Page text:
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[Review] Cooler Master – CMSTORM HAVOC

August 12, 2013 in Featured, Gaming, PC, Review



  • For this user (Big guy) the Havoc is a better fit than off the shelf Wal-Mart mice (many gaming mice as well) and there is almost a ten percent gain in click speed; though, smaller hands may not (some absolutely do not) see a benefit though and could lose some click speed.
  • The pressure needed for them movement to break on the left and right buttons is very light and the movement to break is between 20 and 30 thousandths of an inch.
  • The mouse wheel is positioned well but the pressure needed for the wheel button to break is a bit excessive.
  • Side buttons are well positioned with what seems to be the perfect movement to break and break pressure.
  • The top buttons located behind the mouse wheel are a little hard to reach while the mouse is in use. The break pressure and movement are adequate preventing accidental function activation.

Tracking is smooth and movement precise at all but the highest tracking levels, at which point speed is the rule of the day and precision holds second place.  To demonstrate some of the functions of the mouse three games were chosen and compiled into a short video. Shown first is Counter Strike Source (military close quarters FPS) with fast tracking and is adjusted to slower on the fly. The second game is Global Agenda (FPS style Sci-Fi MMO) where, again, fast tracking is adjusted to slower tracking on the fly. The third and final game in this compilation is Dungeons & Dragons Online (MMORPG) in which tracking was started out slow and had to be maximized to allow for faster response. Please note that the HAVOC was used on an unprepared wooden surface during the gaming test.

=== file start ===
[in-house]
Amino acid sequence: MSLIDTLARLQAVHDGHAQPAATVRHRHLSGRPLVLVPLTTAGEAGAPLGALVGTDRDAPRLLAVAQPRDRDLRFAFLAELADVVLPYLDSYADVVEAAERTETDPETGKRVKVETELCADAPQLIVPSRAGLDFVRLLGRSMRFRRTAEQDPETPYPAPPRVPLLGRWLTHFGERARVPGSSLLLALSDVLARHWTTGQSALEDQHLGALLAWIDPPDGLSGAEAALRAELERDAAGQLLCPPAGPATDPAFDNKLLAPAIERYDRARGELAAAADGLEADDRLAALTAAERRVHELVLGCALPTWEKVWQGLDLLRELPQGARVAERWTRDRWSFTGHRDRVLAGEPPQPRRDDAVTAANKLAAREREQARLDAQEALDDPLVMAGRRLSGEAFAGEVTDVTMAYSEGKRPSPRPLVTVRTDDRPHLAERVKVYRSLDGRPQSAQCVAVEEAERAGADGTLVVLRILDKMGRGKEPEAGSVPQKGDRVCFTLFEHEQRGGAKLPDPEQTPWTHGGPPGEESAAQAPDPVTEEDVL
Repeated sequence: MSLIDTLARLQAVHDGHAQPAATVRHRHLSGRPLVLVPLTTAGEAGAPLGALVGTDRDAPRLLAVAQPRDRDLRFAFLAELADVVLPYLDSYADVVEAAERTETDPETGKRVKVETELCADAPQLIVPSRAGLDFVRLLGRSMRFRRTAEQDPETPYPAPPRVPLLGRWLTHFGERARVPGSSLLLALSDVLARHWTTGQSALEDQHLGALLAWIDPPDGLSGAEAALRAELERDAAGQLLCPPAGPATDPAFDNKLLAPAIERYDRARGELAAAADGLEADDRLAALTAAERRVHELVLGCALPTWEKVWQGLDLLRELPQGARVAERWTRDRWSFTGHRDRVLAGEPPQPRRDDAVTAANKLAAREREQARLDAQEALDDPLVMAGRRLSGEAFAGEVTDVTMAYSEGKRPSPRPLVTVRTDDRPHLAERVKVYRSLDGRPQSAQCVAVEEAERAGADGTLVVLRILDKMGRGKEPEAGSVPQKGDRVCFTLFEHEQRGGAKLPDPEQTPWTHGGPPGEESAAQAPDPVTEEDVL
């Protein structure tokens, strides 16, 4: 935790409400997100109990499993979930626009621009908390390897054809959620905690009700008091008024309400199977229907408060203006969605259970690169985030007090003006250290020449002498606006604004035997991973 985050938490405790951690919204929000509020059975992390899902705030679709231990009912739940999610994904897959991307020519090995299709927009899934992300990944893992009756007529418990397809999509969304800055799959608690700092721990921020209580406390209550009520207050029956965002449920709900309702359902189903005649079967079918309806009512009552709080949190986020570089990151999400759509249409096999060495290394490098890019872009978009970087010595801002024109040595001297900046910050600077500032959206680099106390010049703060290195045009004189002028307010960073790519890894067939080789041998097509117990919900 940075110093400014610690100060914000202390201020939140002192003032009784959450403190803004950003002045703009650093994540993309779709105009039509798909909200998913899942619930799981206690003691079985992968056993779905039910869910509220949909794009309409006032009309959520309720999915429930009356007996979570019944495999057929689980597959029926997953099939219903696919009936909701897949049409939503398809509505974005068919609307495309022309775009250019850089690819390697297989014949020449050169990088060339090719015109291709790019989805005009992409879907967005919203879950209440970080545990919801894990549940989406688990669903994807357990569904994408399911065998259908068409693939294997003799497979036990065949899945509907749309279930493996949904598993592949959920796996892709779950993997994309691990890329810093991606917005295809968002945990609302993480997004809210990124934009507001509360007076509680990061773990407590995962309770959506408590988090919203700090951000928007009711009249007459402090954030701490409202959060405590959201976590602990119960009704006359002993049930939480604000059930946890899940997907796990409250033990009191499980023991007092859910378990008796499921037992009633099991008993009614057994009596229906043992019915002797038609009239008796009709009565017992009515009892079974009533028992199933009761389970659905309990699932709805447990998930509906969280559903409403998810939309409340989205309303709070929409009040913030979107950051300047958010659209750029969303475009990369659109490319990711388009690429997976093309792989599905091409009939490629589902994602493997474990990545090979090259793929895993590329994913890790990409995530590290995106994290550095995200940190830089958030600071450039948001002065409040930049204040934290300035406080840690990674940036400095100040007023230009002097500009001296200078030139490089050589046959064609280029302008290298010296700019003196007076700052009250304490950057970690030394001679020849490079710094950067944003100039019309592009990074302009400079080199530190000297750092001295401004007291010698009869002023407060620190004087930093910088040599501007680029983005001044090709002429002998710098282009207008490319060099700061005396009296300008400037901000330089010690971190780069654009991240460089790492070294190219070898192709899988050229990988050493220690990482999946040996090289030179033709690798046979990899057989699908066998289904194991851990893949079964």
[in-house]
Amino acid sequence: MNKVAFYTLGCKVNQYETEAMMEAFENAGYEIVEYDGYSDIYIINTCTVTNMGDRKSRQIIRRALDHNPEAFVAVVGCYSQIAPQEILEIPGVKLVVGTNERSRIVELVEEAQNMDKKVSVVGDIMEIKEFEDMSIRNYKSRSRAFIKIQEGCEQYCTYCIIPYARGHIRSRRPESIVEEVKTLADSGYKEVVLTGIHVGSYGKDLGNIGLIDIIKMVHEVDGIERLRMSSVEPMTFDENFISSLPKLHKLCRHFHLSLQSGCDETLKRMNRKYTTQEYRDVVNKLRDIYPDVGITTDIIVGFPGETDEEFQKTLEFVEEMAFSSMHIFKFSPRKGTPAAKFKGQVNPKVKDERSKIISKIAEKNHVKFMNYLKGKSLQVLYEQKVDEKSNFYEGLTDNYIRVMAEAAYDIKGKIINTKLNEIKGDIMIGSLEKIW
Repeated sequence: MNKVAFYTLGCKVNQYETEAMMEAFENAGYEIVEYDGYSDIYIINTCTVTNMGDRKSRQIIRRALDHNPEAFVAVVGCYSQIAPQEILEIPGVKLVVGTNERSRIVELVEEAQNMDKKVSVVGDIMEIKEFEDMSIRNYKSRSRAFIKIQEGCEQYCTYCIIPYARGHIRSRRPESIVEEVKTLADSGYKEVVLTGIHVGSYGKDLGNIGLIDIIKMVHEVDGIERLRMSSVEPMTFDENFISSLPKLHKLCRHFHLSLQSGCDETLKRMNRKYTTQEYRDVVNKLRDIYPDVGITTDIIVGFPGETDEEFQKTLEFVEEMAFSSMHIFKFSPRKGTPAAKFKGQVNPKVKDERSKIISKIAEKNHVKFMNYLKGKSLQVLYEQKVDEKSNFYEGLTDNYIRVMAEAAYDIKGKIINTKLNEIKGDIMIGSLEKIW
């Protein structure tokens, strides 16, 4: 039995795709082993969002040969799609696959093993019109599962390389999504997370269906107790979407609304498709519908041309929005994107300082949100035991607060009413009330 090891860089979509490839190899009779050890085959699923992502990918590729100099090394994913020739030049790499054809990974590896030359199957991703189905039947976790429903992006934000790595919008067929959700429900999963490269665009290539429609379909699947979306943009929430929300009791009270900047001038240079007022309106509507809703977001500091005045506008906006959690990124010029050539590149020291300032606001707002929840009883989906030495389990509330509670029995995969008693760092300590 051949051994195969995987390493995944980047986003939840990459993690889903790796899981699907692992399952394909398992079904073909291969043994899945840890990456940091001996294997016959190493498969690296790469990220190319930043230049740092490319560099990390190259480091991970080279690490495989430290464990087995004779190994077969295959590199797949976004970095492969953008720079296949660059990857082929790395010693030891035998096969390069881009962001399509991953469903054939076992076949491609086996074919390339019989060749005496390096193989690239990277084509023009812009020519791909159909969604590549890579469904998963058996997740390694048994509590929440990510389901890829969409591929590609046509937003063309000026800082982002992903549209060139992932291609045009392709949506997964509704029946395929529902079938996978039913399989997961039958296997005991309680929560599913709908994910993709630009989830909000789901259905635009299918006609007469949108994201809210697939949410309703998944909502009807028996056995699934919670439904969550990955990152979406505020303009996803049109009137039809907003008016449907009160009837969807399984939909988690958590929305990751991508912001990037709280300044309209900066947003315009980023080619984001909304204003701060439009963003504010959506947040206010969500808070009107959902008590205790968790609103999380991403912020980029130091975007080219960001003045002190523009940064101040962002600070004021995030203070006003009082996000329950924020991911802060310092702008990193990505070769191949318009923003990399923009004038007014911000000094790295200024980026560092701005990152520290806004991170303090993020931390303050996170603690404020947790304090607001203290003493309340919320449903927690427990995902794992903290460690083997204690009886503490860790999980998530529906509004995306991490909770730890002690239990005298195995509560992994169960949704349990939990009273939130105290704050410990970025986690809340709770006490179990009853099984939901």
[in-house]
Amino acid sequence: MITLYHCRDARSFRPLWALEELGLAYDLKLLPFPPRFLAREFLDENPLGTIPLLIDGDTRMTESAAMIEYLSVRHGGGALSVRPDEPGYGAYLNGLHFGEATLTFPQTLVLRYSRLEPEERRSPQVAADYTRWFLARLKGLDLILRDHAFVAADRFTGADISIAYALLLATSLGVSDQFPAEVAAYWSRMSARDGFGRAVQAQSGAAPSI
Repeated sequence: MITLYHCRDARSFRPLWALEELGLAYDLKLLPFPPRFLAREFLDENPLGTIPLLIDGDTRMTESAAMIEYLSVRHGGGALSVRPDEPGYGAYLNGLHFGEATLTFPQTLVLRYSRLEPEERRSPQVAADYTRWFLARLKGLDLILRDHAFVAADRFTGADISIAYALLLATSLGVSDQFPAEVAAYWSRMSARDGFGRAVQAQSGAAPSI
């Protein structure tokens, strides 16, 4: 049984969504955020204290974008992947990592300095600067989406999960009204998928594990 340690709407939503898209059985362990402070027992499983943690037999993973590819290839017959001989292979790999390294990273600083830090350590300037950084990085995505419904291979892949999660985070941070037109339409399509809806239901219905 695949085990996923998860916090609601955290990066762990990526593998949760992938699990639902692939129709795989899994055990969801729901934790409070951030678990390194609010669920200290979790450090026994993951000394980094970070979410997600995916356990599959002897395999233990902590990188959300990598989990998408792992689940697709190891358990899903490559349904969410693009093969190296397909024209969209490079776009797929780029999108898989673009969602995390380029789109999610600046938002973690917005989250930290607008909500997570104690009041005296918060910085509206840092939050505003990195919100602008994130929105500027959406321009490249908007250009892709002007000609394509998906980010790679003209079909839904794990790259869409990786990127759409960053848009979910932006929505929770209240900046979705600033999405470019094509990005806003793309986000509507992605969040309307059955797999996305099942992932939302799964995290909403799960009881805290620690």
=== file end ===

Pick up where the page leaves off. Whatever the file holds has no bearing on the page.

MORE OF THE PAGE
To test absolute precision of this (or any mouse) is more difficult than most would consider. The two biggest factors contributing to actually testing the precision of a device are the surface (texture and reflectiveness) and the human being. The reason that neither is eliminated from the testing is a mouse is not always used on a (the) perfect surface and the size; shape and weight of the mouse have a great impact on how precise the end user will actually be with the mouse.

This test was rather simple. The DPI sensitivity levels were changed to levels commensurate with functional usage (8200 DPI is useful in some situations but generally only practiced users can masterfully control it at that high setting) with 100 being the highest precision setting followed by 1000, 2100 and 5100. Combinations such as these should more accurately represent the functional limits of the device in the hands of average/above average users.

The test was simple. Using paint a box was cut out and then moved back into position.  It may seem laughable but aligning your sights on a target in a game, in time enough not to get fragged, is more forgiving at times.


The DPI (sensitivity) used for each box is lighted as they are changed. The mouse operation proves to be smooth and accuracy is top notch but yeah the music is annoying (I can think of nothing more fitting to the task).

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